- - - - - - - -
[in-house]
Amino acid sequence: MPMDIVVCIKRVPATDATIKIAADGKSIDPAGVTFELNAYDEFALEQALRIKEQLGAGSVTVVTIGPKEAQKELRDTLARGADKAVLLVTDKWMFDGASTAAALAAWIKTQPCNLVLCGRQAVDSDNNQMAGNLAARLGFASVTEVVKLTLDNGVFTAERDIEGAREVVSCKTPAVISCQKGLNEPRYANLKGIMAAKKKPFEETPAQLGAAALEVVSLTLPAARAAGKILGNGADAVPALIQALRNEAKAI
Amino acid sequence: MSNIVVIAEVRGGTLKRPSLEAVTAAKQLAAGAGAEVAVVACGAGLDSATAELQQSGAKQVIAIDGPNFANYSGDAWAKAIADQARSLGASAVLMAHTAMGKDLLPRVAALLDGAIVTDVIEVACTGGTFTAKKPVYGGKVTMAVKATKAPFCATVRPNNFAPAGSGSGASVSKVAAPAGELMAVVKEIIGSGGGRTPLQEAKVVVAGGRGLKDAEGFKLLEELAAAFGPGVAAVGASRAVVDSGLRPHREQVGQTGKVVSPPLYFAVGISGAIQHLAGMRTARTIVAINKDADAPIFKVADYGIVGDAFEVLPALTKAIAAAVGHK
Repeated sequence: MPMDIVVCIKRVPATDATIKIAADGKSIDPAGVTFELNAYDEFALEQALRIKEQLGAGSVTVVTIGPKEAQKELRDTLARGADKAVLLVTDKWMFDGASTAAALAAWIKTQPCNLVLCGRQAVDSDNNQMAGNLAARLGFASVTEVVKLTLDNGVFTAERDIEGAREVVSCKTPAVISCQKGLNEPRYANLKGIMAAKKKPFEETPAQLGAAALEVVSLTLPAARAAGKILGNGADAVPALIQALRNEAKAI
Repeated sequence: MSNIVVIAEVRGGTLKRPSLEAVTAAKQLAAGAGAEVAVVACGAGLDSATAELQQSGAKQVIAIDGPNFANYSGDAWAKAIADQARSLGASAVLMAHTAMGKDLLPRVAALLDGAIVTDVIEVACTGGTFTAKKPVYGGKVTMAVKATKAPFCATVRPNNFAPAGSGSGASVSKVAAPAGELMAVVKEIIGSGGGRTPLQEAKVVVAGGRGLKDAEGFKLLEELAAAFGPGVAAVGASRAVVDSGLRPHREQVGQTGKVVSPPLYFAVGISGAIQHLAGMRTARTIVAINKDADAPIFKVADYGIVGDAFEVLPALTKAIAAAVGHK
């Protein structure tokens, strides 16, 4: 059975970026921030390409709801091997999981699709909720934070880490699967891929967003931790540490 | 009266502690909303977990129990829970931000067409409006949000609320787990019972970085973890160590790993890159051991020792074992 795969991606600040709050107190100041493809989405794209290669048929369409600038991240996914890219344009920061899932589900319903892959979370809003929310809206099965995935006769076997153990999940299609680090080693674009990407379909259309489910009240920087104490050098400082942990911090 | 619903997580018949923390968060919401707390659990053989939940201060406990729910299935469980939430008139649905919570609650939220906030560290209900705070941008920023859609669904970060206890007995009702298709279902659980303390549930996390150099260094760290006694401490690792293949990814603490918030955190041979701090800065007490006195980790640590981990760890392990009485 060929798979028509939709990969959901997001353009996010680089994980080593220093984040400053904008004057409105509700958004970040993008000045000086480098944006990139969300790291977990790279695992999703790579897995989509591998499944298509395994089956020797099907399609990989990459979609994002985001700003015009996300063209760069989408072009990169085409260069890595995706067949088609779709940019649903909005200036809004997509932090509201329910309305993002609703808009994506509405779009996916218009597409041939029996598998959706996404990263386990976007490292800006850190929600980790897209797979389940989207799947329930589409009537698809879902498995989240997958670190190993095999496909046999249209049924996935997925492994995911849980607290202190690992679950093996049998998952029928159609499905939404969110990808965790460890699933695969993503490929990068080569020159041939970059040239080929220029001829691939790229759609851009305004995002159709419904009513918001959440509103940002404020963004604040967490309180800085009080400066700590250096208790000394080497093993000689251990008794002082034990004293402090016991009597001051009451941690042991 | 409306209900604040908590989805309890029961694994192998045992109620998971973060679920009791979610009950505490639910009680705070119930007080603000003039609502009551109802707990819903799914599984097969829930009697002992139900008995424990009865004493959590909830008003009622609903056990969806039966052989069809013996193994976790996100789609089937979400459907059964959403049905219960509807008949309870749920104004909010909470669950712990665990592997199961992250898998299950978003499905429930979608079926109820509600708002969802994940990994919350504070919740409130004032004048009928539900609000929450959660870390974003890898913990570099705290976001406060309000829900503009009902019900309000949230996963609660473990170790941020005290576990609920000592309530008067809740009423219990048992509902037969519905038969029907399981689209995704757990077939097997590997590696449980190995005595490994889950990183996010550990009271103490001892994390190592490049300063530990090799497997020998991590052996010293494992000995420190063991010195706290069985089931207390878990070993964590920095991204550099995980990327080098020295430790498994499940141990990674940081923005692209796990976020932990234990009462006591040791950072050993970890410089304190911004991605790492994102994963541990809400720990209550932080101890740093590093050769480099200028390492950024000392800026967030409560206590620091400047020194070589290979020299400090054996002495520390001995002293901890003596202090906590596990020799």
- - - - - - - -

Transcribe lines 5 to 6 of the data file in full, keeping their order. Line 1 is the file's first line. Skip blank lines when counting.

Repeated sequence: MSNIVVIAEVRGGTLKRPSLEAVTAAKQLAAGAGAEVAVVACGAGLDSATAELQQSGAKQVIAIDGPNFANYSGDAWAKAIADQARSLGASAVLMAHTAMGKDLLPRVAALLDGAIVTDVIEVACTGGTFTAKKPVYGGKVTMAVKATKAPFCATVRPNNFAPAGSGSGASVSKVAAPAGELMAVVKEIIGSGGGRTPLQEAKVVVAGGRGLKDAEGFKLLEELAAAFGPGVAAVGASRAVVDSGLRPHREQVGQTGKVVSPPLYFAVGISGAIQHLAGMRTARTIVAINKDADAPIFKVADYGIVGDAFEVLPALTKAIAAAVGHK
């Protein structure tokens, strides 16, 4: 059975970026921030390409709801091997999981699709909720934070880490699967891929967003931790540490 | 009266502690909303977990129990829970931000067409409006949000609320787990019972970085973890160590790993890159051991020792074992 795969991606600040709050107190100041493809989405794209290669048929369409600038991240996914890219344009920061899932589900319903892959979370809003929310809206099965995935006769076997153990999940299609680090080693674009990407379909259309489910009240920087104490050098400082942990911090 | 619903997580018949923390968060919401707390659990053989939940201060406990729910299935469980939430008139649905919570609650939220906030560290209900705070941008920023859609669904970060206890007995009702298709279902659980303390549930996390150099260094760290006694401490690792293949990814603490918030955190041979701090800065007490006195980790640590981990760890392990009485 060929798979028509939709990969959901997001353009996010680089994980080593220093984040400053904008004057409105509700958004970040993008000045000086480098944006990139969300790291977990790279695992999703790579897995989509591998499944298509395994089956020797099907399609990989990459979609994002985001700003015009996300063209760069989408072009990169085409260069890595995706067949088609779709940019649903909005200036809004997509932090509201329910309305993002609703808009994506509405779009996916218009597409041939029996598998959706996404990263386990976007490292800006850190929600980790897209797979389940989207799947329930589409009537698809879902498995989240997958670190190993095999496909046999249209049924996935997925492994995911849980607290202190690992679950093996049998998952029928159609499905939404969110990808965790460890699933695969993503490929990068080569020159041939970059040239080929220029001829691939790229759609851009305004995002159709419904009513918001959440509103940002404020963004604040967490309180800085009080400066700590250096208790000394080497093993000689251990008794002082034990004293402090016991009597001051009451941690042991 | 409306209900604040908590989805309890029961694994192998045992109620998971973060679920009791979610009950505490639910009680705070119930007080603000003039609502009551109802707990819903799914599984097969829930009697002992139900008995424990009865004493959590909830008003009622609903056990969806039966052989069809013996193994976790996100789609089937979400459907059964959403049905219960509807008949309870749920104004909010909470669950712990665990592997199961992250898998299950978003499905429930979608079926109820509600708002969802994940990994919350504070919740409130004032004048009928539900609000929450959660870390974003890898913990570099705290976001406060309000829900503009009902019900309000949230996963609660473990170790941020005290576990609920000592309530008067809740009423219990048992509902037969519905038969029907399981689209995704757990077939097997590997590696449980190995005595490994889950990183996010550990009271103490001892994390190592490049300063530990090799497997020998991590052996010293494992000995420190063991010195706290069985089931207390878990070993964590920095991204550099995980990327080098020295430790498994499940141990990674940081923005692209796990976020932990234990009462006591040791950072050993970890410089304190911004991605790492994102994963541990809400720990209550932080101890740093590093050769480099200028390492950024000392800026967030409560206590620091400047020194070589290979020299400090054996002495520390001995002293901890003596202090906590596990020799």